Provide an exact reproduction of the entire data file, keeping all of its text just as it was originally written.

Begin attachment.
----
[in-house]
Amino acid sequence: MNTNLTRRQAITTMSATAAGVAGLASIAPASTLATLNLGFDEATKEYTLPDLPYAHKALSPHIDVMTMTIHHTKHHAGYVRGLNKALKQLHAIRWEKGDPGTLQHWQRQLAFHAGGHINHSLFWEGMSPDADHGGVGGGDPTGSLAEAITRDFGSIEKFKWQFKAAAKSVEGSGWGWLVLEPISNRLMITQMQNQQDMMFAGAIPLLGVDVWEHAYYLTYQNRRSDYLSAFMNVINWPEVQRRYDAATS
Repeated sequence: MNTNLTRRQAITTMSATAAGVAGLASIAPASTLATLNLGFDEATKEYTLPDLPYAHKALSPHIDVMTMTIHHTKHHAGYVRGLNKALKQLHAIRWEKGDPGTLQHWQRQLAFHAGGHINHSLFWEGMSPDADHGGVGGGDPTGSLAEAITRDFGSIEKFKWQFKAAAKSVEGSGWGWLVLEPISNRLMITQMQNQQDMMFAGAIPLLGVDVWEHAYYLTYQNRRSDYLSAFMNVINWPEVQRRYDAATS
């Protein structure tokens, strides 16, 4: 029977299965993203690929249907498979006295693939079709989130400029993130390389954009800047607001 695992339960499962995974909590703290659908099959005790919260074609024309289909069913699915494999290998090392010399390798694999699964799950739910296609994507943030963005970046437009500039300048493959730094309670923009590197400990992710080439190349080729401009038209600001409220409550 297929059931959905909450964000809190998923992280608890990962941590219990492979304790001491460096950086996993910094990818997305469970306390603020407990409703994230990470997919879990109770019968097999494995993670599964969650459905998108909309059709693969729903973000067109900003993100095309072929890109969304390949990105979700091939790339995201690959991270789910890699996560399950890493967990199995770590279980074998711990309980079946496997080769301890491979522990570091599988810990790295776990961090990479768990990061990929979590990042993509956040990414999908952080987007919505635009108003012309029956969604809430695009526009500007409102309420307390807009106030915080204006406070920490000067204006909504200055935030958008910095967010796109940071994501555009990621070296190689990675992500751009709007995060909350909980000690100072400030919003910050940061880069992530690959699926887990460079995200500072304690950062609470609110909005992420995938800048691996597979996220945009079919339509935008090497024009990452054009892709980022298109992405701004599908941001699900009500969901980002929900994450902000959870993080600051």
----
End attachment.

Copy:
[in-house]
Amino acid sequence: MNTNLTRRQAITTMSATAAGVAGLASIAPASTLATLNLGFDEATKEYTLPDLPYAHKALSPHIDVMTMTIHHTKHHAGYVRGLNKALKQLHAIRWEKGDPGTLQHWQRQLAFHAGGHINHSLFWEGMSPDADHGGVGGGDPTGSLAEAITRDFGSIEKFKWQFKAAAKSVEGSGWGWLVLEPISNRLMITQMQNQQDMMFAGAIPLLGVDVWEHAYYLTYQNRRSDYLSAFMNVINWPEVQRRYDAATS
Repeated sequence: MNTNLTRRQAITTMSATAAGVAGLASIAPASTLATLNLGFDEATKEYTLPDLPYAHKALSPHIDVMTMTIHHTKHHAGYVRGLNKALKQLHAIRWEKGDPGTLQHWQRQLAFHAGGHINHSLFWEGMSPDADHGGVGGGDPTGSLAEAITRDFGSIEKFKWQFKAAAKSVEGSGWGWLVLEPISNRLMITQMQNQQDMMFAGAIPLLGVDVWEHAYYLTYQNRRSDYLSAFMNVINWPEVQRRYDAATS
């Protein structure tokens, strides 16, 4: 029977299965993203690929249907498979006295693939079709989130400029993130390389954009800047607001 695992339960499962995974909590703290659908099959005790919260074609024309289909069913699915494999290998090392010399390798694999699964799950739910296609994507943030963005970046437009500039300048493959730094309670923009590197400990992710080439190349080729401009038209600001409220409550 297929059931959905909450964000809190998923992280608890990962941590219990492979304790001491460096950086996993910094990818997305469970306390603020407990409703994230990470997919879990109770019968097999494995993670599964969650459905998108909309059709693969729903973000067109900003993100095309072929890109969304390949990105979700091939790339995201690959991270789910890699996560399950890493967990199995770590279980074998711990309980079946496997080769301890491979522990570091599988810990790295776990961090990479768990990061990929979590990042993509956040990414999908952080987007919505635009108003012309029956969604809430695009526009500007409102309420307390807009106030915080204006406070920490000067204006909504200055935030958008910095967010796109940071994501555009990621070296190689990675992500751009709007995060909350909980000690100072400030919003910050940061880069992530690959699926887990460079995200500072304690950062609470609110909005992420995938800048691996597979996220945009079919339509935008090497024009990452054009892709980022298109992405701004599908941001699900009500969901980002929900994450902000959870993080600051």